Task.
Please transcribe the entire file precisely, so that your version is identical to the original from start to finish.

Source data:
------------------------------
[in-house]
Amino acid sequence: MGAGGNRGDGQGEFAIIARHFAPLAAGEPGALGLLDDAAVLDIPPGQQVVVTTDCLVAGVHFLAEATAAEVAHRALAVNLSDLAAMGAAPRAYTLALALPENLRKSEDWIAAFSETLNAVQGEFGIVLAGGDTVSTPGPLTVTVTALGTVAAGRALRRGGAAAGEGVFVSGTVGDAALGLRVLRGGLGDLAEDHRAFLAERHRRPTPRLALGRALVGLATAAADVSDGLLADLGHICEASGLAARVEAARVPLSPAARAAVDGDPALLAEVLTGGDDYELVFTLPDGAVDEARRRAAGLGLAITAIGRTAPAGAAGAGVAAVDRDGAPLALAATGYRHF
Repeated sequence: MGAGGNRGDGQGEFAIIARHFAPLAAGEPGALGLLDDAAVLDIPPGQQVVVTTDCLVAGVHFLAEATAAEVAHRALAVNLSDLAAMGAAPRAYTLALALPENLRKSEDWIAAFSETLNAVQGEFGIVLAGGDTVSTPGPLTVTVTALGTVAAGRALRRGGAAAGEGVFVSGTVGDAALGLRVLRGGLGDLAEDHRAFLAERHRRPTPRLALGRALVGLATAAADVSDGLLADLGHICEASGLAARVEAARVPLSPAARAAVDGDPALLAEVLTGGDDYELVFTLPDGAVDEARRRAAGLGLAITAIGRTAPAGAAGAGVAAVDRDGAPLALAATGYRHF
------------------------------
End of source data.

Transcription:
[in-house]
Amino acid sequence: MGAGGNRGDGQGEFAIIARHFAPLAAGEPGALGLLDDAAVLDIPPGQQVVVTTDCLVAGVHFLAEATAAEVAHRALAVNLSDLAAMGAAPRAYTLALALPENLRKSEDWIAAFSETLNAVQGEFGIVLAGGDTVSTPGPLTVTVTALGTVAAGRALRRGGAAAGEGVFVSGTVGDAALGLRVLRGGLGDLAEDHRAFLAERHRRPTPRLALGRALVGLATAAADVSDGLLADLGHICEASGLAARVEAARVPLSPAARAAVDGDPALLAEVLTGGDDYELVFTLPDGAVDEARRRAAGLGLAITAIGRTAPAGAAGAGVAAVDRDGAPLALAATGYRHF
Repeated sequence: MGAGGNRGDGQGEFAIIARHFAPLAAGEPGALGLLDDAAVLDIPPGQQVVVTTDCLVAGVHFLAEATAAEVAHRALAVNLSDLAAMGAAPRAYTLALALPENLRKSEDWIAAFSETLNAVQGEFGIVLAGGDTVSTPGPLTVTVTALGTVAAGRALRRGGAAAGEGVFVSGTVGDAALGLRVLRGGLGDLAEDHRAFLAERHRRPTPRLALGRALVGLATAAADVSDGLLADLGHICEASGLAARVEAARVPLSPAARAAVDGDPALLAEVLTGGDDYELVFTLPDGAVDEARRRAAGLGLAITAIGRTAPAGAAGAGVAAVDRDGAPLALAATGYRHF